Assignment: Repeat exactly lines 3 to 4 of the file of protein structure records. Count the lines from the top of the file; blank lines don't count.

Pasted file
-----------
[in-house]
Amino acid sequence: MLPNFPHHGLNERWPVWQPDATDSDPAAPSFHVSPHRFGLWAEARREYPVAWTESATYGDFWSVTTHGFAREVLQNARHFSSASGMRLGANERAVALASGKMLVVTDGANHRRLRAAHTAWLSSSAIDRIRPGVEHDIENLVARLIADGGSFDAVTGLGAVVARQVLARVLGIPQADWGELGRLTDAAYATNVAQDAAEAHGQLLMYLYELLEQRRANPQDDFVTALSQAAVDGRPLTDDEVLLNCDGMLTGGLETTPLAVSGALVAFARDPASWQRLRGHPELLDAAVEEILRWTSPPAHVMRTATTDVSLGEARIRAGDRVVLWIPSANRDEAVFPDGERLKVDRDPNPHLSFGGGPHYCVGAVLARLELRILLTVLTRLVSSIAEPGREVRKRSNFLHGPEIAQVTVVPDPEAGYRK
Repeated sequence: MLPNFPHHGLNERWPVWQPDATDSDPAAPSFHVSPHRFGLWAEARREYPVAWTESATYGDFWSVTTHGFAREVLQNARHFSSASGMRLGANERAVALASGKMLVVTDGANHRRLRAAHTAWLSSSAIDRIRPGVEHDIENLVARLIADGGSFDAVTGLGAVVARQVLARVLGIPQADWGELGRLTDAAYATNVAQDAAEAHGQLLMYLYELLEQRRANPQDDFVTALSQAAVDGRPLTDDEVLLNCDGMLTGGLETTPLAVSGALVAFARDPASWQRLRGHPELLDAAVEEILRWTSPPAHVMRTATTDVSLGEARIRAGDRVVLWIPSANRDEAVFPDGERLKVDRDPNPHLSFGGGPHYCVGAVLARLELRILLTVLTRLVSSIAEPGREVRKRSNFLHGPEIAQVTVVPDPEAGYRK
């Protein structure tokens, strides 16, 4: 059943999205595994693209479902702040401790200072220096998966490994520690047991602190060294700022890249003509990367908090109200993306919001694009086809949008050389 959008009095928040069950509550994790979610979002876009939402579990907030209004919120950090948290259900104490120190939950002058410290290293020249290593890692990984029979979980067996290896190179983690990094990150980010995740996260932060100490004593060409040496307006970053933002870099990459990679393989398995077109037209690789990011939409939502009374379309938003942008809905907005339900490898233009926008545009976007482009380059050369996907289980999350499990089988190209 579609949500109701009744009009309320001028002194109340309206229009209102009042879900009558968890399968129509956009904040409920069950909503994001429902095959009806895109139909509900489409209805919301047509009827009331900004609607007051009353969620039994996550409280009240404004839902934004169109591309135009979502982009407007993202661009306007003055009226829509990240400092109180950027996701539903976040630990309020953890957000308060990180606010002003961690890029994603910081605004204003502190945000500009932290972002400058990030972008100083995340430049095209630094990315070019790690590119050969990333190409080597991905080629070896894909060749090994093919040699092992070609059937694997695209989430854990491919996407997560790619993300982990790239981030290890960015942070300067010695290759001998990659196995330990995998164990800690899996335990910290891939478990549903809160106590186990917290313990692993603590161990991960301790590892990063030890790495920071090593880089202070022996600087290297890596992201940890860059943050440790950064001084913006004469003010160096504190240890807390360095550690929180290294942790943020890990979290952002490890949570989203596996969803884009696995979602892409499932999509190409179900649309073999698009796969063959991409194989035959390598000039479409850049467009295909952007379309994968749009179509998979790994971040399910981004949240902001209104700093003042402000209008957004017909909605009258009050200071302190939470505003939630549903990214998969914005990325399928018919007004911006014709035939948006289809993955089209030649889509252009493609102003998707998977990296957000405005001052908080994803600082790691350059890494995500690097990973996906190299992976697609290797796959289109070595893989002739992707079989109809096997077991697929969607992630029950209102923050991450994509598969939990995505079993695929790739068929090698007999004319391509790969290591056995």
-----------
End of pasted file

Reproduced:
Repeated sequence: MLPNFPHHGLNERWPVWQPDATDSDPAAPSFHVSPHRFGLWAEARREYPVAWTESATYGDFWSVTTHGFAREVLQNARHFSSASGMRLGANERAVALASGKMLVVTDGANHRRLRAAHTAWLSSSAIDRIRPGVEHDIENLVARLIADGGSFDAVTGLGAVVARQVLARVLGIPQADWGELGRLTDAAYATNVAQDAAEAHGQLLMYLYELLEQRRANPQDDFVTALSQAAVDGRPLTDDEVLLNCDGMLTGGLETTPLAVSGALVAFARDPASWQRLRGHPELLDAAVEEILRWTSPPAHVMRTATTDVSLGEARIRAGDRVVLWIPSANRDEAVFPDGERLKVDRDPNPHLSFGGGPHYCVGAVLARLELRILLTVLTRLVSSIAEPGREVRKRSNFLHGPEIAQVTVVPDPEAGYRK
């Protein structure tokens, strides 16, 4: 059943999205595994693209479902702040401790200072220096998966490994520690047991602190060294700022890249003509990367908090109200993306919001694009086809949008050389 959008009095928040069950509550994790979610979002876009939402579990907030209004919120950090948290259900104490120190939950002058410290290293020249290593890692990984029979979980067996290896190179983690990094990150980010995740996260932060100490004593060409040496307006970053933002870099990459990679393989398995077109037209690789990011939409939502009374379309938003942008809905907005339900490898233009926008545009976007482009380059050369996907289980999350499990089988190209 579609949500109701009744009009309320001028002194109340309206229009209102009042879900009558968890399968129509956009904040409920069950909503994001429902095959009806895109139909509900489409209805919301047509009827009331900004609607007051009353969620039994996550409280009240404004839902934004169109591309135009979502982009407007993202661009306007003055009226829509990240400092109180950027996701539903976040630990309020953890957000308060990180606010002003961690890029994603910081605004204003502190945000500009932290972002400058990030972008100083995340430049095209630094990315070019790690590119050969990333190409080597991905080629070896894909060749090994093919040699092992070609059937694997695209989430854990491919996407997560790619993300982990790239981030290890960015942070300067010695290759001998990659196995330990995998164990800690899996335990910290891939478990549903809160106590186990917290313990692993603590161990991960301790590892990063030890790495920071090593880089202070022996600087290297890596992201940890860059943050440790950064001084913006004469003010160096504190240890807390360095550690929180290294942790943020890990979290952002490890949570989203596996969803884009696995979602892409499932999509190409179900649309073999698009796969063959991409194989035959390598000039479409850049467009295909952007379309994968749009179509998979790994971040399910981004949240902001209104700093003042402000209008957004017909909605009258009050200071302190939470505003939630549903990214998969914005990325399928018919007004911006014709035939948006289809993955089209030649889509252009493609102003998707998977990296957000405005001052908080994803600082790691350059890494995500690097990973996906190299992976697609290797796959289109070595893989002739992707079989109809096997077991697929969607992630029950209102923050991450994509598969939990995505079993695929790739068929090698007999004319391509790969290591056995």